VIENNA, 2 February 2021 - The United Nations Industrial Development Organization (UNIDO) has organized the first peer learning session on the Programme for Country Partnership (PCP) for high-level representatives of current PCP countries and those interested in the PCP model. The session focused on stakeholder coordination, partnerships and resource mobilization, as well as the establishment of industrial parks as key to advancing inclusive and sustainable industrial development (ISID) within the framework of the PCP.
During the session, UNIDO Director General, LI Yong, stressed that "the most important elements of the PCP model are strong government leadership, a strong coordination mechanism with the participation of the public and private sector, and a multi-stakeholder partnership; these are imperatives for advancing ISID.”
“Having this opportunity to share experiences, examples and lessons learned among PCP countries, in my view, will help enhance the Programmes’ effectiveness in the future,” said Li.
The workshop was a direct response to Member States’ wishes to exchange experiences and learn from each other on the PCP approach, further emphasized through a resolution adopted at the eighteenth session of the UNIDO General Conference in November 2019. It was attended by, among others, representatives of Permanent Missions and governments from all the PCP countries − Cambodia, Côte d’Ivoire, Ethiopia, Egypt, Kyrgyzstan, Morocco, Peru, Rwanda, Senegal, Tanzania and Zambia –with an online audience of 500 participants.
Government representatives from the first PCP pilots, Ethiopia and Senegal, presented their experience and success factors throughout the implementation phase, with a particular focus on flagship projects. Other PCP countries were also invited to share their experiences through concrete examples, and engage in Q&A with the panellists.
Teka Gebreyesus, Ethiopia’s State Minister of Trade and Industry, underlined his government’s commitment and determination to institutionalize and mainstream the PCP, its approach and its lessons. He said, “The PCP Ethiopia is a resounding success. In its quest to build an industrial economy, the Government of Ethiopia is aware of the indispensable role that partners, especially UNIDO, can play in the future as the repository of technical know-how and expertise in this sector.”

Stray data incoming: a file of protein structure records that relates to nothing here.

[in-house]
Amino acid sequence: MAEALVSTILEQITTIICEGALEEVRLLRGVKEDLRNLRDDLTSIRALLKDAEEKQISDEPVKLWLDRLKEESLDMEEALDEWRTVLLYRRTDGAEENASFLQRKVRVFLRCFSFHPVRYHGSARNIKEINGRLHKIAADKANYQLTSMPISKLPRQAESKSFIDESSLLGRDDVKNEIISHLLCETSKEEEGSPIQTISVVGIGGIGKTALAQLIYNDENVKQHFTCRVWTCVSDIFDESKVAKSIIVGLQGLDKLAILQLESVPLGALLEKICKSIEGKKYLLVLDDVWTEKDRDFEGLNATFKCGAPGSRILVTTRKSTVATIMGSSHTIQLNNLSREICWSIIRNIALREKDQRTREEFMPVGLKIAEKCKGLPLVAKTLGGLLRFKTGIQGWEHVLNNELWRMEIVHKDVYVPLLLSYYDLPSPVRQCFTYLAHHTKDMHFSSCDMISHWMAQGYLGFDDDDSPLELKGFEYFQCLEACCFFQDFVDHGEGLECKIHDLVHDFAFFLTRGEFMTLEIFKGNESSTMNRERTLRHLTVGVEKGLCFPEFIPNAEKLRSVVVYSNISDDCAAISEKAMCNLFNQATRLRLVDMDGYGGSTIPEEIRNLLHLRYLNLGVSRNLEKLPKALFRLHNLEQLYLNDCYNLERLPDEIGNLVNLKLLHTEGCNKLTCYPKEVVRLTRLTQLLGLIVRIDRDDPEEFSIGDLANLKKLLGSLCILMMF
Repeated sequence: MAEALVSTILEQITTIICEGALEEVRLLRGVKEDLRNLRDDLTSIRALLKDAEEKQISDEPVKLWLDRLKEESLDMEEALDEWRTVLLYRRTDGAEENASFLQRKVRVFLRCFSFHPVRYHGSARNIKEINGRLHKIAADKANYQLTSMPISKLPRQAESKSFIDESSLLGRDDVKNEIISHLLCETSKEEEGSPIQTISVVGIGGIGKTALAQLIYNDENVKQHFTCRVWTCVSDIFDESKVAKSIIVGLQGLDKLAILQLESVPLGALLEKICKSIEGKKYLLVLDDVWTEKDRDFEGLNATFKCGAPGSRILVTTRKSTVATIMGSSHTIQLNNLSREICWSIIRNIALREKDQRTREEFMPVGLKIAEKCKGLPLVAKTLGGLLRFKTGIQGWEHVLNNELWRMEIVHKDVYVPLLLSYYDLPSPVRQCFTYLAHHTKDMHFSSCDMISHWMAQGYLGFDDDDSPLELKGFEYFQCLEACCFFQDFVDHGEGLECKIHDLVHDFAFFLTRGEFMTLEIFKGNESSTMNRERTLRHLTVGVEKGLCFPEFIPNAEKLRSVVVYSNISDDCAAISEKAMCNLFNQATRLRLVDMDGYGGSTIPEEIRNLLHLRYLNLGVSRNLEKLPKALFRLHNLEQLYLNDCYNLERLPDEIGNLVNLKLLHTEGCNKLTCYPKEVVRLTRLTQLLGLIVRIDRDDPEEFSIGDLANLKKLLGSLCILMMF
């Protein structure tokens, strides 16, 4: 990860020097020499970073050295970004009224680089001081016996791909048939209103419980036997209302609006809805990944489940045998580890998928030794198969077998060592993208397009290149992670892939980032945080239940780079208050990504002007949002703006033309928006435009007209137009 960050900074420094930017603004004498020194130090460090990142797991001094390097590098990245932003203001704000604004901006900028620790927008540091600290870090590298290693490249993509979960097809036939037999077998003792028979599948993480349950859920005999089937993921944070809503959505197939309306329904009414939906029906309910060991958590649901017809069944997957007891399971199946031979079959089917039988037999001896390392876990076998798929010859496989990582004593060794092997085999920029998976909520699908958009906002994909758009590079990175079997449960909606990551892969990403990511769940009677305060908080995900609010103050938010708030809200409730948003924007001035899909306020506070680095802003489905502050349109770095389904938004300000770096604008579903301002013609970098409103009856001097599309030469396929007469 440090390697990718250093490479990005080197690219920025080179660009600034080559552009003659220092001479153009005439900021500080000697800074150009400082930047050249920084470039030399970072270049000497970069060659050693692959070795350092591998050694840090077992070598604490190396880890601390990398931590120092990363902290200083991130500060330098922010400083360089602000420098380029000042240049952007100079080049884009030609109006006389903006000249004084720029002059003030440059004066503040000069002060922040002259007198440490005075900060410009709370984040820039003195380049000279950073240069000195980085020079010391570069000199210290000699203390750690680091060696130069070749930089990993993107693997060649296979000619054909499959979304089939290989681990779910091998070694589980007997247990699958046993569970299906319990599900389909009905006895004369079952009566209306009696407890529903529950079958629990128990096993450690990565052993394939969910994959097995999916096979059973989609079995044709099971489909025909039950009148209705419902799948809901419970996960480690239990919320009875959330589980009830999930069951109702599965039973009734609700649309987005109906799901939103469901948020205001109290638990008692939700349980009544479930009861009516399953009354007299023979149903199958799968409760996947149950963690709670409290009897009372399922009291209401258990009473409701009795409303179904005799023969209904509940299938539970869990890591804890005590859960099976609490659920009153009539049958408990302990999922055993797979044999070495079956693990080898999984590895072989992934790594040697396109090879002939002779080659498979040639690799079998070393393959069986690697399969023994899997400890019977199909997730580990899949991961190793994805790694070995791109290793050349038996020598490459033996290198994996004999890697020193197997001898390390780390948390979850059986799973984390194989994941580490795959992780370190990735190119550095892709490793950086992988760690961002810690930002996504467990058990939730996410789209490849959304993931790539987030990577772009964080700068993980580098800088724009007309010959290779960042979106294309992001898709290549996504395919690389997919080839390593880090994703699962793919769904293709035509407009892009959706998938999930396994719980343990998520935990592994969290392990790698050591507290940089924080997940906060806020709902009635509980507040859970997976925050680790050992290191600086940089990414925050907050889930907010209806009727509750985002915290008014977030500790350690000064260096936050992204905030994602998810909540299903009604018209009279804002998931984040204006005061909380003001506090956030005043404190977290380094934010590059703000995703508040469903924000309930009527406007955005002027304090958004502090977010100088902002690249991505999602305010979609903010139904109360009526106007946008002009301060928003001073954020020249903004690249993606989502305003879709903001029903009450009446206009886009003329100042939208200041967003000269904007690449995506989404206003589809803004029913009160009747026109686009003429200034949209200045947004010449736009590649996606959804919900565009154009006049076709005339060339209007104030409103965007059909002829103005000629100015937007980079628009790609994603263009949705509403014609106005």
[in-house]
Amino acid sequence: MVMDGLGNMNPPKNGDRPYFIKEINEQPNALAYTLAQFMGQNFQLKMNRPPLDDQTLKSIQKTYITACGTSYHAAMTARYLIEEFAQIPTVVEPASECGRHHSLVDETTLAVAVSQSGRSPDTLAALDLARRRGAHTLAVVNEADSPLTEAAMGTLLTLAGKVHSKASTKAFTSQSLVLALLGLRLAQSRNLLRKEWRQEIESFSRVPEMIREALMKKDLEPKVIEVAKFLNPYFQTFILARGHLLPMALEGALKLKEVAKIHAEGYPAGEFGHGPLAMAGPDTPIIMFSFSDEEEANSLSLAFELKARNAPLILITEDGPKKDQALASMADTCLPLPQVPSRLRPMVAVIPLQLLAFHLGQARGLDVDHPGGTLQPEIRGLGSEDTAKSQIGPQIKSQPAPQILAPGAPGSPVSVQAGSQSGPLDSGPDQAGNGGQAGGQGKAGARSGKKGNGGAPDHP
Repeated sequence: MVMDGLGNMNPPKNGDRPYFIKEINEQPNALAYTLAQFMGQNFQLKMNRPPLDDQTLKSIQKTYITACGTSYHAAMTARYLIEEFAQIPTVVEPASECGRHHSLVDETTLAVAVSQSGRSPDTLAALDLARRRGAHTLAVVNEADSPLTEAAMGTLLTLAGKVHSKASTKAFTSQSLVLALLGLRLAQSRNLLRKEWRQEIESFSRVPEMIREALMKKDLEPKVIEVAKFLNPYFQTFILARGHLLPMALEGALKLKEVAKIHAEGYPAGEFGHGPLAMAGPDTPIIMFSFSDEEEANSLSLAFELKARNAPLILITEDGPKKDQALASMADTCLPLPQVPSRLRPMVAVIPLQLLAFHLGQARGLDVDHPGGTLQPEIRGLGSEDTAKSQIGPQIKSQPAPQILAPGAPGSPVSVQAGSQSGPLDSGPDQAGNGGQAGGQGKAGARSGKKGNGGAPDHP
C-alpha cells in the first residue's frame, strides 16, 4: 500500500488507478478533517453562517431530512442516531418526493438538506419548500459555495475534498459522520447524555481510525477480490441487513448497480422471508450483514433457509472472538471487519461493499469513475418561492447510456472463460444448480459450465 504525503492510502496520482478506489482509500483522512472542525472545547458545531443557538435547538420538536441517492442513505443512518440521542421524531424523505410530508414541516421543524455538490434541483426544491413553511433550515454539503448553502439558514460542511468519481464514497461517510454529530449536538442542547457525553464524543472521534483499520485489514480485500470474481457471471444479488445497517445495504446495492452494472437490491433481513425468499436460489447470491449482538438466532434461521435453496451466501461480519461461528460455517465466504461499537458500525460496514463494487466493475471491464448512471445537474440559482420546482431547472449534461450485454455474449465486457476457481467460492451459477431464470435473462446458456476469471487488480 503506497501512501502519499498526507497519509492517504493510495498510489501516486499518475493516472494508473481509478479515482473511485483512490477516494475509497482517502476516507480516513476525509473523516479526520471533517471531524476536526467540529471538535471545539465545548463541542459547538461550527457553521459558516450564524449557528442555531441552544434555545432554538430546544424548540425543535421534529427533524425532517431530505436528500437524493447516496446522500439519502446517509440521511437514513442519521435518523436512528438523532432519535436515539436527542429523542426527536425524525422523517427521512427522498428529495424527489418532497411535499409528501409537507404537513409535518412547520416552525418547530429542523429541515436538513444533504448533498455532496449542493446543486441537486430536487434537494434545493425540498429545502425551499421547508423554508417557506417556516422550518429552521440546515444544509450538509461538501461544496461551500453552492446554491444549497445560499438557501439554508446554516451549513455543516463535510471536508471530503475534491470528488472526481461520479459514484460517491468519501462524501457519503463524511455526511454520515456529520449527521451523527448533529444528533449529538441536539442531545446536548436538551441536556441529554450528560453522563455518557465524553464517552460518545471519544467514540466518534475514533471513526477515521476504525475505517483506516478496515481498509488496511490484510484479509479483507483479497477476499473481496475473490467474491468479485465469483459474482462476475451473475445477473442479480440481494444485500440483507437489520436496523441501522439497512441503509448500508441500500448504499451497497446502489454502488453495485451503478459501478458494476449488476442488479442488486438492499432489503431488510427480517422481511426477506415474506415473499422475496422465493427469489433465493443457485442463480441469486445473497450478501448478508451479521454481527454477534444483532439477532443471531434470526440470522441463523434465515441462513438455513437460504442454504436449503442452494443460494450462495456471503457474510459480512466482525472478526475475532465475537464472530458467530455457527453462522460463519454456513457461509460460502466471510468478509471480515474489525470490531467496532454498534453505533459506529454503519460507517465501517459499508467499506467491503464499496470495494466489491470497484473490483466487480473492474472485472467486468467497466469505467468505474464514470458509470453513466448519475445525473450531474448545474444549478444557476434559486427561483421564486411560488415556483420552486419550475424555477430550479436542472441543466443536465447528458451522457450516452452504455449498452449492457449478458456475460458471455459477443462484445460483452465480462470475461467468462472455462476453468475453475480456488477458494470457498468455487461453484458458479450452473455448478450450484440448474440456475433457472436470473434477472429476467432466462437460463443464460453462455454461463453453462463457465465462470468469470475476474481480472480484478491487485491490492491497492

Representing Senegal, Adama Ndiaye from the Ministry of Industrial Development and Small and Medium Industries noted that the PCP has set up a mechanism for public-private dialogue and helped to mobilize technical and financial partners for industrial parks and special economic zones (SEZs), namely through feasibility studies. “The PCP is an accelerator of the industrialization process. It has enabled Senegal to have a project portfolio of 27 industrial parks and SEZs, as each agro-pole to be established will have at least four industrial parks within it.”
Sharing Cambodia’s experience, Chea Kok Hong from the Ministry of Economy and Finance, discussed some of the challenges and lessons learned in the development of Sihanoukville, one of Cambodia’s largest SEZs.
Representing one of the newer PCP countries, Egypt, Abir El-Saady from the Ministry of Trade and Industry noted that the PCP approach is unique as it follows the whole-of-government approach. Similarily, Juana Rosa Ana Balcázar Suárez of the Ministry of Production of Peru, highlighted the PCP’s alignment with national development policies, as well as the important element of inter-ministerial coordination.
Côte d’Ivoire added its perspective as Emmanuel Tra Bi from the Ministry of Trade and Industry described the PCP’s coordination mechanism, and emphasized that the new PCP is being developed in line with the country’s new development plan for 2021-2025 and the new United Nations Sustainable Development Cooperation Framework for that same period.
Mushuma Mulenga from the Government of Zambia and Taoufiq Moucharraf from the Government of Morocco also took the floor to provide insights on their countries’ national development priorities in relation to the PCP, as well as the importance of having a contingency plan in the wake of the COVID-19 pandemic.
In addition to PCP representatives, UNIDO experts contributed their views and technical expertise to the session, including on the country diagnostic, a key component of PCP development and the identification of priority sectors and areas. The Organization will facilitate additional peer learning sessions in 2021 and beyond, expanding on the experience-sharing countries, topics and participants.
For more information about the session, including the speakers’ presentations, visit the event page here.
For additional information, please contact:
ZHAO Jie, UNIDO Industrial Development Officer and Coordinator for South-South and Triangular Cooperation